We woke up the next morning at 7am to the sound of crowing from the roosters which run wild on the island.  The roosters and chicken are the pigeons of the island, running wild, a showy array of vivid colors, begging for food like hungry dogs.  I think they are quite charming and makes Kauai even more special, although it seems like the number of chickens had decreased dramatically from the last time I was here. After loading up the car, we drove towards Waimea Canyon on the west side of Kauai, commonly known as the Grand Canyon of the Pacific, a 10 mile long canyon formed by erosion from the Waimea River.  Fueling our stomach with heaping piles of scrambled eggs, “little smokies” usually referred to as Vienna sausages, and fried Spam at Gina’s Anykine Grinds Cafe in Waimea Town, we continued towards the western point of the island.

Our plan was to hike into Waimea Canyon after stopping by the Waimea Canyon Lookout to see the beautiful red, green and brown hues along with the famous waterfall.  By the time we arrived to the Waimea Canyon Lookout, we were greeted by a flocks of roosters & chickens, as well as excited tourists spilling out of the tour buses with their cameras and flip flops.  After taking a few photos at the Lookout with tourist from all over the world (December is a busy time for Kauai), we went towards the the cliff where there is a lookout point unprotected by guard rails, giving you the complete unobstructed view of the canyon.  We decided to pioneer the journey and we were not disappointed with the view.   Other adventurous tourists followed our lead.  My advice: Keep your eyes in front of you and don’t look down!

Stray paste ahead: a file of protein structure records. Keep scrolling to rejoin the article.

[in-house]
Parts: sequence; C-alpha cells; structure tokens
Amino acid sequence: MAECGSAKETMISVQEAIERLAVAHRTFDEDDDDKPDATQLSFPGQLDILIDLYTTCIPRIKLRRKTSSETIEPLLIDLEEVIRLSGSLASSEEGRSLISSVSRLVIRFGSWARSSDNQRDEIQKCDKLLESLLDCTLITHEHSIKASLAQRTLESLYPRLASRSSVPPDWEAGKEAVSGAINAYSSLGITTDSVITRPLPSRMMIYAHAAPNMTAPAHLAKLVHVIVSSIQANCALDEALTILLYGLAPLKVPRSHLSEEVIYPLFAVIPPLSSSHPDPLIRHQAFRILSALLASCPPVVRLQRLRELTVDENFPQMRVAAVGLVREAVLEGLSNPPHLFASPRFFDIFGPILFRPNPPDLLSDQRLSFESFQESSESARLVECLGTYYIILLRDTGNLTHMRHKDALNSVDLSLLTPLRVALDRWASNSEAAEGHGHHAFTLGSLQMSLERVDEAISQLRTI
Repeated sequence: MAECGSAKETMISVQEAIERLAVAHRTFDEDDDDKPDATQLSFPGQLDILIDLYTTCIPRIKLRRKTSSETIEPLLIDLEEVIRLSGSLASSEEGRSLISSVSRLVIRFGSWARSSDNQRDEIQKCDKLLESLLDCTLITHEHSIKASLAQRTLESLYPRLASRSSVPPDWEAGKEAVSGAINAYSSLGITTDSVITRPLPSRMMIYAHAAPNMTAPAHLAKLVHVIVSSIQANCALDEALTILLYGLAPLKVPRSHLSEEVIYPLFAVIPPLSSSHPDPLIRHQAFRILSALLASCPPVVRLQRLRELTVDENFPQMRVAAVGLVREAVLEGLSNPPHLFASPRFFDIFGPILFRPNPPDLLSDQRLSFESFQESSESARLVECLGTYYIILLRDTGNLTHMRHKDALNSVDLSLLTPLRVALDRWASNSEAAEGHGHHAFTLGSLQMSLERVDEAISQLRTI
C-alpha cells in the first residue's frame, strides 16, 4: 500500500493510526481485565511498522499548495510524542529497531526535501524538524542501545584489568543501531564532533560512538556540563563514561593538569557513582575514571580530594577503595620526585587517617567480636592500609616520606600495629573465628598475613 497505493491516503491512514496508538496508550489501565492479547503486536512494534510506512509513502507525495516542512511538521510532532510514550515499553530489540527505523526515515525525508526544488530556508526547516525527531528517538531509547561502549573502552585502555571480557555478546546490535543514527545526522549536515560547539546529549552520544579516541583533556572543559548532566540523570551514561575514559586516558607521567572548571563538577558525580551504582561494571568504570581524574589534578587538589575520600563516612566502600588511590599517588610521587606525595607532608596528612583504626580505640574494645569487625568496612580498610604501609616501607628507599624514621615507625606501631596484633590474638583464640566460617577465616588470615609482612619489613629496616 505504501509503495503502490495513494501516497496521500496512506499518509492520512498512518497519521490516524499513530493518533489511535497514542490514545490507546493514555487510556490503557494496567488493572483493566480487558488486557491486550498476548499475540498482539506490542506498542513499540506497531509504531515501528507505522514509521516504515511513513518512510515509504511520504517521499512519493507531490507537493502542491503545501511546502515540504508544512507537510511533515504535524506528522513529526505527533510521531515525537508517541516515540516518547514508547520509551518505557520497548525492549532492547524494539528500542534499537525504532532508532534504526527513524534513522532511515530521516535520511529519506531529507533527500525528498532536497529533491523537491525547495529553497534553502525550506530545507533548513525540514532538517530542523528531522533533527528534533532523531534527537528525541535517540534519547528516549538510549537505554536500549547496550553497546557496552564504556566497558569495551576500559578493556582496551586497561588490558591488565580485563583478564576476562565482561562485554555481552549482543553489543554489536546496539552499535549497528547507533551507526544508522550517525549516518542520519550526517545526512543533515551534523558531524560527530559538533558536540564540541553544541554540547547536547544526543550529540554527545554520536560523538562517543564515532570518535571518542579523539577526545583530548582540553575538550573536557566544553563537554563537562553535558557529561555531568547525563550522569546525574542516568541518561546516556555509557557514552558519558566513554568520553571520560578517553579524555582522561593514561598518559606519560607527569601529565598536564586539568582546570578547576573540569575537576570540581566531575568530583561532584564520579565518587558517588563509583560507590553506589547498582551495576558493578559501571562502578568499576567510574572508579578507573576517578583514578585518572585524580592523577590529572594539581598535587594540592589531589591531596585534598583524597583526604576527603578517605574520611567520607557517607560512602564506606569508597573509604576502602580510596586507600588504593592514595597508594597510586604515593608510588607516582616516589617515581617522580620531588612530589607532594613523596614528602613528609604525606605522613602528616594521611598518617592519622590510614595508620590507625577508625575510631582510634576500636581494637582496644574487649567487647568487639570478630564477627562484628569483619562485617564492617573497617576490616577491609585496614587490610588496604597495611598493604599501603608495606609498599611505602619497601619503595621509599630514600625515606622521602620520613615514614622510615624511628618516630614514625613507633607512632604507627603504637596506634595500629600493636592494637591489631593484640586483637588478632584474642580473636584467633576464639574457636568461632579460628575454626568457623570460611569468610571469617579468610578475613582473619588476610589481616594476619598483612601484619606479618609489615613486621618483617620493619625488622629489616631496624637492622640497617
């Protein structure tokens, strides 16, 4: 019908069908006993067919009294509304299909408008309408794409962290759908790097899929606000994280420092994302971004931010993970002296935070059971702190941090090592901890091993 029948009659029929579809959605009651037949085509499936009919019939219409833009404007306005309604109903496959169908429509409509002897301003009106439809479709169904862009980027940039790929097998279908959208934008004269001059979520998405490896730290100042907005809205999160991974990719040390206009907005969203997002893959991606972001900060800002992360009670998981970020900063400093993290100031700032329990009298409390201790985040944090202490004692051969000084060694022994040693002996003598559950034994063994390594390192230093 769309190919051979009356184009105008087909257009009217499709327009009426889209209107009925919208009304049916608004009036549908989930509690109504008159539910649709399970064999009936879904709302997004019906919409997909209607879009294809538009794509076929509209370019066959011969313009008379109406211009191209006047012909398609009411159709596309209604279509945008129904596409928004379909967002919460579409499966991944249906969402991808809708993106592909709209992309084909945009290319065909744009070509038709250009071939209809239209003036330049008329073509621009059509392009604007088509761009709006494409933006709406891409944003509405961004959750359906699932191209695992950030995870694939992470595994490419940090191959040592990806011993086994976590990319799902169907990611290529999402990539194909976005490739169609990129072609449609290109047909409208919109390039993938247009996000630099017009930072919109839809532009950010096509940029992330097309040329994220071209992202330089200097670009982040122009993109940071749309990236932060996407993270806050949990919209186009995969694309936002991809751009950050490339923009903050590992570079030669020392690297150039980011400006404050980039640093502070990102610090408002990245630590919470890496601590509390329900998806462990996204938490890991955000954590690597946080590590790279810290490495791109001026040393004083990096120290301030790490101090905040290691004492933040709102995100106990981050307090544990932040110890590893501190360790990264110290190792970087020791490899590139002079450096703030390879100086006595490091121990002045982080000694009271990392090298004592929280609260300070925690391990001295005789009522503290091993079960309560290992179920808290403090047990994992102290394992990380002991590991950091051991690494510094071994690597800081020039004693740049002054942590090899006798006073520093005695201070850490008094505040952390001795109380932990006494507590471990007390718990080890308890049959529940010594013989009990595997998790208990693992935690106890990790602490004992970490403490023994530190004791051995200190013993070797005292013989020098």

After leaving the Waimea Canyon Lookout, we continued driving until we reached Kōkeʻe State Park.  Wanting to conserve our energy and make better time, we decided to challenge our 4X4 Nissan Truck and drive down the Hale Manu Valley to hike the Canyon Trail and Cliff Trail.  It had rained earlier and the red mud was slippery, but we were able to drive the 2 miles in to reach the start of the Canyon Trail.  After parking the truck, we trekked through the valley, slipping and sliding our way through the red mud through trail until we finally reached the Cliff Trail, a beautiful viewpoint of Waimea Canyon.  Seeing signs for a waterfall, we hiked a little further and arrived at a small but lovely waterfall, where we stopped for a few minutes to take in the view.  Tip:  Wear good shoes with treads.  Having good hiking boots would have made our journey down much steadier, although the hike up was easier.

Kalalau Lookout & Pu’u O Kila Lookout

We continued driving until we reached Kalalau Lookout, a popular photo spot with railing and an easy walked down a paved path. Many tour buses stop at this location and it is an easy walk.  For a better view of the Kalalau Valley, go to  Pu’u O Kila Lookout, a mile up the road from the Kalalau Lookout with higher elevations.  To get an even better view of the Kalalau Valley, we hiked a short distance down the ridge of the Pihea Trail, perched on a land bridge straddling 4,000 feet above the Kalalau Valley floor and the Alakai Swamp, with inland views stretching to Mount Waialeale, “The Wettest Spot on Earth”.  Needless to say, the mud was a little slick, but the view was worth it.  If you have time, make sure to hike the Awaawapuhi Trail, for the pictures from the trail is amazing!  Check out this blog Unreal Hawaii for more pictures on the trail.  I am definitely going next time!

View from Pihea Trail

Polihale Beach